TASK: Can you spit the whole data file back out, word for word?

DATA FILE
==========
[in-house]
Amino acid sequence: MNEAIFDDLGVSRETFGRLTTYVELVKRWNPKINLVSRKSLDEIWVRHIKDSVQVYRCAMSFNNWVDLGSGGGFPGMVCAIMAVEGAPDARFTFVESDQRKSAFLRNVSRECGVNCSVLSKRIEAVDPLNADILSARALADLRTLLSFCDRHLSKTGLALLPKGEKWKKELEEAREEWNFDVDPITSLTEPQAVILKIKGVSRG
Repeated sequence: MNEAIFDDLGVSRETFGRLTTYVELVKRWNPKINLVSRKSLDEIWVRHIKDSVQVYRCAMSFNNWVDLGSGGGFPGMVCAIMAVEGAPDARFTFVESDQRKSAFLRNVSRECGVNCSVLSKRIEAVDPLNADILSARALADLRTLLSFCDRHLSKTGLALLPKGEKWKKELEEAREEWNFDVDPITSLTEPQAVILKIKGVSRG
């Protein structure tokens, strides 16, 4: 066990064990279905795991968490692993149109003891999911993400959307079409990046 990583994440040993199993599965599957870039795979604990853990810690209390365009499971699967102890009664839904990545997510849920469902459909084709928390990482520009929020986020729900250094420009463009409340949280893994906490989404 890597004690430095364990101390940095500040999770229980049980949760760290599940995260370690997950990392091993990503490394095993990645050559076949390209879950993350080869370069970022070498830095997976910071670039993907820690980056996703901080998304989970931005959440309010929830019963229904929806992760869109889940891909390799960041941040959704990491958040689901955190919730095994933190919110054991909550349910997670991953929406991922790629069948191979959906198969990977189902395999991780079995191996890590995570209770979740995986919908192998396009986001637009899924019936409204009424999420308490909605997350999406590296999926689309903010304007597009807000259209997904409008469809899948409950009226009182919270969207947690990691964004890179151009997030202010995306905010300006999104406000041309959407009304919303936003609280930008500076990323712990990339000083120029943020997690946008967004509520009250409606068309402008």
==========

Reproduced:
[in-house]
Amino acid sequence: MNEAIFDDLGVSRETFGRLTTYVELVKRWNPKINLVSRKSLDEIWVRHIKDSVQVYRCAMSFNNWVDLGSGGGFPGMVCAIMAVEGAPDARFTFVESDQRKSAFLRNVSRECGVNCSVLSKRIEAVDPLNADILSARALADLRTLLSFCDRHLSKTGLALLPKGEKWKKELEEAREEWNFDVDPITSLTEPQAVILKIKGVSRG
Repeated sequence: MNEAIFDDLGVSRETFGRLTTYVELVKRWNPKINLVSRKSLDEIWVRHIKDSVQVYRCAMSFNNWVDLGSGGGFPGMVCAIMAVEGAPDARFTFVESDQRKSAFLRNVSRECGVNCSVLSKRIEAVDPLNADILSARALADLRTLLSFCDRHLSKTGLALLPKGEKWKKELEEAREEWNFDVDPITSLTEPQAVILKIKGVSRG
């Protein structure tokens, strides 16, 4: 066990064990279905795991968490692993149109003891999911993400959307079409990046 990583994440040993199993599965599957870039795979604990853990810690209390365009499971699967102890009664839904990545997510849920469902459909084709928390990482520009929020986020729900250094420009463009409340949280893994906490989404 890597004690430095364990101390940095500040999770229980049980949760760290599940995260370690997950990392091993990503490394095993990645050559076949390209879950993350080869370069970022070498830095997976910071670039993907820690980056996703901080998304989970931005959440309010929830019963229904929806992760869109889940891909390799960041941040959704990491958040689901955190919730095994933190919110054991909550349910997670991953929406991922790629069948191979959906198969990977189902395999991780079995191996890590995570209770979740995986919908192998396009986001637009899924019936409204009424999420308490909605997350999406590296999926689309903010304007597009807000259209997904409008469809899948409950009226009182919270969207947690990691964004890179151009997030202010995306905010300006999104406000041309959407009304919303936003609280930008500076990323712990990339000083120029943020997690946008967004509520009250409606068309402008």